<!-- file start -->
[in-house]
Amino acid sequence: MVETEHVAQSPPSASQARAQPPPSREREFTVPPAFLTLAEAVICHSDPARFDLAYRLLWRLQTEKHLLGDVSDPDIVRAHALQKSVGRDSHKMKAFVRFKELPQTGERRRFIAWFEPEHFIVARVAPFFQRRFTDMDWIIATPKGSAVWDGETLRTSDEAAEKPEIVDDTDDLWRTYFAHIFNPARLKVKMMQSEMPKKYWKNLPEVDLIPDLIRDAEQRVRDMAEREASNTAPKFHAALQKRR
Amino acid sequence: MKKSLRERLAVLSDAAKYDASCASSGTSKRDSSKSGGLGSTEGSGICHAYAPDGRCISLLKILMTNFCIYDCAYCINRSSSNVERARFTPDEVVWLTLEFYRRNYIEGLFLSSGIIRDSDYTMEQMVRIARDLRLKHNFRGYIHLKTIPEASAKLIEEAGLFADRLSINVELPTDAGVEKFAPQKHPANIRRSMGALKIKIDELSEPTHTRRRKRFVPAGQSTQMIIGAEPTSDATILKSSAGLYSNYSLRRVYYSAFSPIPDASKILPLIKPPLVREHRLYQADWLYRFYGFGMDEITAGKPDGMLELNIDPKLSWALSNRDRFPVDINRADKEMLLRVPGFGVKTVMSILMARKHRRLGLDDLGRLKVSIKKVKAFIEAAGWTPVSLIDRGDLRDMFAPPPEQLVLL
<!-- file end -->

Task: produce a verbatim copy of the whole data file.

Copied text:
[in-house]
Amino acid sequence: MVETEHVAQSPPSASQARAQPPPSREREFTVPPAFLTLAEAVICHSDPARFDLAYRLLWRLQTEKHLLGDVSDPDIVRAHALQKSVGRDSHKMKAFVRFKELPQTGERRRFIAWFEPEHFIVARVAPFFQRRFTDMDWIIATPKGSAVWDGETLRTSDEAAEKPEIVDDTDDLWRTYFAHIFNPARLKVKMMQSEMPKKYWKNLPEVDLIPDLIRDAEQRVRDMAEREASNTAPKFHAALQKRR
Amino acid sequence: MKKSLRERLAVLSDAAKYDASCASSGTSKRDSSKSGGLGSTEGSGICHAYAPDGRCISLLKILMTNFCIYDCAYCINRSSSNVERARFTPDEVVWLTLEFYRRNYIEGLFLSSGIIRDSDYTMEQMVRIARDLRLKHNFRGYIHLKTIPEASAKLIEEAGLFADRLSINVELPTDAGVEKFAPQKHPANIRRSMGALKIKIDELSEPTHTRRRKRFVPAGQSTQMIIGAEPTSDATILKSSAGLYSNYSLRRVYYSAFSPIPDASKILPLIKPPLVREHRLYQADWLYRFYGFGMDEITAGKPDGMLELNIDPKLSWALSNRDRFPVDINRADKEMLLRVPGFGVKTVMSILMARKHRRLGLDDLGRLKVSIKKVKAFIEAAGWTPVSLIDRGDLRDMFAPPPEQLVLL